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Agency approves development near Grand Canyon

Developers will be able to build housing, hotels and restaurants on 272 acres of prime national forest land just south of the Grand Canyon under a plan endorsed Friday by federal officials.

The $330-million Canyon Forest Village project in Kaibab National Forest, a gateway to the canyon, will include 1,270 hotel rooms and 270,000 square feet of retail space. The project also involves developing 20 acres to house people working at Grand Canyon National Park.

"Free enterprise in this region is alive and well," said Eleanor Towns, Southwest regional forester for the U.S. Forest Service, which approved the plan.

Not everyone is so happy.

Several area businesspeople and politicians have threatened to sue to stop the development. Locals fear a major commercial center will cut into their profits and threaten groundwater supplies.

"When you add a Canyon Forest Village to the mix of an already fragile tourism economy I think you can do significant damage to a community like Flagstaff," said Rick Lopez, a City Council member in Flagstaff, 80 miles south of the canyon.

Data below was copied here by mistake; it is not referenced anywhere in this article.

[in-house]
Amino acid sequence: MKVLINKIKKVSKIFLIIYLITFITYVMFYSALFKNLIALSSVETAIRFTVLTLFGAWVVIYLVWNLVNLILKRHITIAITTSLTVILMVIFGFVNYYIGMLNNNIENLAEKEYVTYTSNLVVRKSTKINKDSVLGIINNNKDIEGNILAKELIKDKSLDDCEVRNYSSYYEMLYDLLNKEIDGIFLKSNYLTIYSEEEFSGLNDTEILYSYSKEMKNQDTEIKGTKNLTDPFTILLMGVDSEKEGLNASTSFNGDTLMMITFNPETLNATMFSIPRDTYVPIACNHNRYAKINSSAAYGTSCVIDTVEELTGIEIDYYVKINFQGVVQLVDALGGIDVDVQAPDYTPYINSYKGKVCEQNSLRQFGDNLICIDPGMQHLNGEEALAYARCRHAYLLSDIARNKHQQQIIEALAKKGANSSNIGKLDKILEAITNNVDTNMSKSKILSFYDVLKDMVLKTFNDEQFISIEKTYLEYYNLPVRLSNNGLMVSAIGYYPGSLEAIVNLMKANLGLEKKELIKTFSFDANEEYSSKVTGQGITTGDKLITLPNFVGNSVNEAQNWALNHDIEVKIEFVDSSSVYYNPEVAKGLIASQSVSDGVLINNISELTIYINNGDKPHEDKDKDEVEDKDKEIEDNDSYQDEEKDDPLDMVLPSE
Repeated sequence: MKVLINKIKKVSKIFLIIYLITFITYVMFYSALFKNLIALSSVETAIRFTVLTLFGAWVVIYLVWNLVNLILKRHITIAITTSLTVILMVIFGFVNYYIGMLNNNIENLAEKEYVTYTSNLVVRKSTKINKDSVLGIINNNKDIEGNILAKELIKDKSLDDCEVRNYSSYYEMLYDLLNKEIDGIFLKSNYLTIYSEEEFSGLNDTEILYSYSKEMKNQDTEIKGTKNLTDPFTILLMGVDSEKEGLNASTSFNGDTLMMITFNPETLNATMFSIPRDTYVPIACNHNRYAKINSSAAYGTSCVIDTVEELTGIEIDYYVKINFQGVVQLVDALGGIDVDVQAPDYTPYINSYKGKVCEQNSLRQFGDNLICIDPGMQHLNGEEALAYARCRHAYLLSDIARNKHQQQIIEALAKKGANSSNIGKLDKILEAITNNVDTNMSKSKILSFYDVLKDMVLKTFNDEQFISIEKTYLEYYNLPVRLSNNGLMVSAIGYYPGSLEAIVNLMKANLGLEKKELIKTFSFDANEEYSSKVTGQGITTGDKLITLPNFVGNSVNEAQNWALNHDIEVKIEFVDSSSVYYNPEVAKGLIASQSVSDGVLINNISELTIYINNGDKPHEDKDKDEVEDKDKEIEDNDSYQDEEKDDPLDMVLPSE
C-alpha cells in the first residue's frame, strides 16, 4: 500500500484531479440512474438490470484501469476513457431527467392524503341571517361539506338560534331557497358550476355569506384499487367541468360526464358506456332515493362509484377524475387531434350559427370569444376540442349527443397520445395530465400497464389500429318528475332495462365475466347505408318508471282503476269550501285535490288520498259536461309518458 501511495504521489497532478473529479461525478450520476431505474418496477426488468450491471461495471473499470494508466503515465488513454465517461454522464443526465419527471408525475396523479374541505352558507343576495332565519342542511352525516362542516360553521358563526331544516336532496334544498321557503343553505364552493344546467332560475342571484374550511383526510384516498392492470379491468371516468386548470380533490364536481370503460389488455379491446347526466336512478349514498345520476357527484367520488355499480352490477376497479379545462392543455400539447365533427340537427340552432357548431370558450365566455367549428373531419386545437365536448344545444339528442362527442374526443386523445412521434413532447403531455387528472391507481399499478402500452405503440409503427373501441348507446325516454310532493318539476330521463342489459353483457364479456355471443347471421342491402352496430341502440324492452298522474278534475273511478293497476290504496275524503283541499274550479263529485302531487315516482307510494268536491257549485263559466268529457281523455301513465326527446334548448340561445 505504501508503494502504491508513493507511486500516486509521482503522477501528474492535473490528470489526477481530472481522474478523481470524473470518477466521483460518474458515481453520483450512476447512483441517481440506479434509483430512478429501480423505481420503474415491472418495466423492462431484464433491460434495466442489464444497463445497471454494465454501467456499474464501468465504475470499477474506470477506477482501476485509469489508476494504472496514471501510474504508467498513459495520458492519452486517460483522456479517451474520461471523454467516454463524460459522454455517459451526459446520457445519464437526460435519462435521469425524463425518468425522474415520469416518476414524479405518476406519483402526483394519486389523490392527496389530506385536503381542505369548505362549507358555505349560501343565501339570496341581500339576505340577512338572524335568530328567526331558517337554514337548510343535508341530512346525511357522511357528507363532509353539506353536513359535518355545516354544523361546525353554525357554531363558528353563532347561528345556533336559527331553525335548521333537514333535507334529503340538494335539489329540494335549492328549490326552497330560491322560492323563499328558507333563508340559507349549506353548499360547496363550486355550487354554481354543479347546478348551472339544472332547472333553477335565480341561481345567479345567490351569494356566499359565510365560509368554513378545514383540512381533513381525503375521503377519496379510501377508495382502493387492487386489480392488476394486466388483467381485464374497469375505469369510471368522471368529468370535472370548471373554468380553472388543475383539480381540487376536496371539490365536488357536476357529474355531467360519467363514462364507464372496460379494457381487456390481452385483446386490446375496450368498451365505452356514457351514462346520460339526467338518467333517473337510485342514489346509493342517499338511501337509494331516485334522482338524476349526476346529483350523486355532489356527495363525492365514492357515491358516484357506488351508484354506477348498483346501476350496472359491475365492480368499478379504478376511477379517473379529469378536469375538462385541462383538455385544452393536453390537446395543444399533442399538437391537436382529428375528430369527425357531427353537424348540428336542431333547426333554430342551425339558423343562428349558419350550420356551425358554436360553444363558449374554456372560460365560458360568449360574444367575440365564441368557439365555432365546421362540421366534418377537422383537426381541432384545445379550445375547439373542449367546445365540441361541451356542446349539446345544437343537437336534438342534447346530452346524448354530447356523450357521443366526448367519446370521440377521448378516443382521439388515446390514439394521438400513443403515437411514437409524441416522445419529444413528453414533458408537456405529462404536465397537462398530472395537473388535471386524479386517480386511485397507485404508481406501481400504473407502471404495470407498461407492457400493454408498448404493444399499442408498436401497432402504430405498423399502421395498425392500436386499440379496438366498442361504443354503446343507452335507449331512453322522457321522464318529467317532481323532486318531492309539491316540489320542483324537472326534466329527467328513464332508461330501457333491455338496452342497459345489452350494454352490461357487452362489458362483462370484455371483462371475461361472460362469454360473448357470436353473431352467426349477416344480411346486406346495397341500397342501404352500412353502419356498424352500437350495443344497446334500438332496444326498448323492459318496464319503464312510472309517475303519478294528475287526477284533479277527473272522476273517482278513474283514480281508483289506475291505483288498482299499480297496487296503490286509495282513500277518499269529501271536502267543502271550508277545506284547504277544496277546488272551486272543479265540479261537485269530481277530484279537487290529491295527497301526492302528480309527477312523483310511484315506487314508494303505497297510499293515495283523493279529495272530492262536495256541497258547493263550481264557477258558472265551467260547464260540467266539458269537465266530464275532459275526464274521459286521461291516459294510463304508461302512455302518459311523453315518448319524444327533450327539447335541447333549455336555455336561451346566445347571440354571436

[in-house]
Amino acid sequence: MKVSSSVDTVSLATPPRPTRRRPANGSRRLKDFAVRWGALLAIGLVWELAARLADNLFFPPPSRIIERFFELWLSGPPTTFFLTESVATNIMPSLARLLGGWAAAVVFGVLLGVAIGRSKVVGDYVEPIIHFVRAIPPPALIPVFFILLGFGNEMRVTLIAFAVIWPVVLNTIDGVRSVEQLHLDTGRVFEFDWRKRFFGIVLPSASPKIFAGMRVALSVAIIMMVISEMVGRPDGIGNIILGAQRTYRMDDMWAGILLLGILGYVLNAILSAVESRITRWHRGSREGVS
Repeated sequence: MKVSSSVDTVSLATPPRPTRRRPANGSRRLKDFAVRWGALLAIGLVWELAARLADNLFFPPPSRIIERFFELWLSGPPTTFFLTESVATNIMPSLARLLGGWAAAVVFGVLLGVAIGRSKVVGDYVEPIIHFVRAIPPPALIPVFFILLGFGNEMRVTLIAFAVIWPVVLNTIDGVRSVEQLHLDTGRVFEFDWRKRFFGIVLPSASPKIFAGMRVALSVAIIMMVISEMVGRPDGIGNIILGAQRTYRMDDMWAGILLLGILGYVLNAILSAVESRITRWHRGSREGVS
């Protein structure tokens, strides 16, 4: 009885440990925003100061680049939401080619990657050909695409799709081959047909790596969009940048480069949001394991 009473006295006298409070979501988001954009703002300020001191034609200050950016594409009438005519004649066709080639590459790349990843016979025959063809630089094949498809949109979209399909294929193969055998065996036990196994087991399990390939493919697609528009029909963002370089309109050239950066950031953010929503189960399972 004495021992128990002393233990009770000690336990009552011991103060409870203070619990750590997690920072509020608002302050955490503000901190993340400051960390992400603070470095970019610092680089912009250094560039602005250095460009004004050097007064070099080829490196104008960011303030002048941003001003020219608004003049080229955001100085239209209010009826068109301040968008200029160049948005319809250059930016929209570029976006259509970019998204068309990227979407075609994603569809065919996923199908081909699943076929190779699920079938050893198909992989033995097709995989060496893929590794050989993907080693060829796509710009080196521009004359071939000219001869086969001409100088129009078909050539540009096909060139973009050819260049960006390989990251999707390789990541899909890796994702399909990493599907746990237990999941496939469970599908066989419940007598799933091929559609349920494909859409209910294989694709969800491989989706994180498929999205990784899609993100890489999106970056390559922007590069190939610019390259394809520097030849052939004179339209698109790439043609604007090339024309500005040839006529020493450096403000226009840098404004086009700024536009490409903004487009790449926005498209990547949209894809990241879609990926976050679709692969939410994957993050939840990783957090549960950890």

Flagstaff resident and Navajo tribe member Sam Minkler said he doesn't like the way such projects are commercializing what once was held sacred.

"I personally miss our olden ways," said Minkler, noting the Navajo Nation was among the tribes that backed the project.

Canyon Forest Village was the more ambitious of two plans considered by the Forest Service.

The other plan would have cut out 50 acres for federal housing and community facilities.

Towns said Canyon Forest Village would better serve tourists, ease a housing crunch and help control development. The Forest Service traded the project land along U.S. 180 for 2,220 acres scattered throughout the forest that she said could have been developed without promises that the environment would be protected.

Project developer Tom De Paolo and his investors wooed local environmental groups and tribes into supporting Canyon Forest Village by promising to transport Colorado River water by train and pipeline from Arizona's western border instead of depleting ground wells in the park.

The Forest Service's decision ended five years of analysis and public wrangling.

Officials with the Grand Canyon Trust, an environmental group, applauded the Forest Service's decision.

"This new gateway community will meet the needs of the park and its visitors," said trust president Geoff Barnard.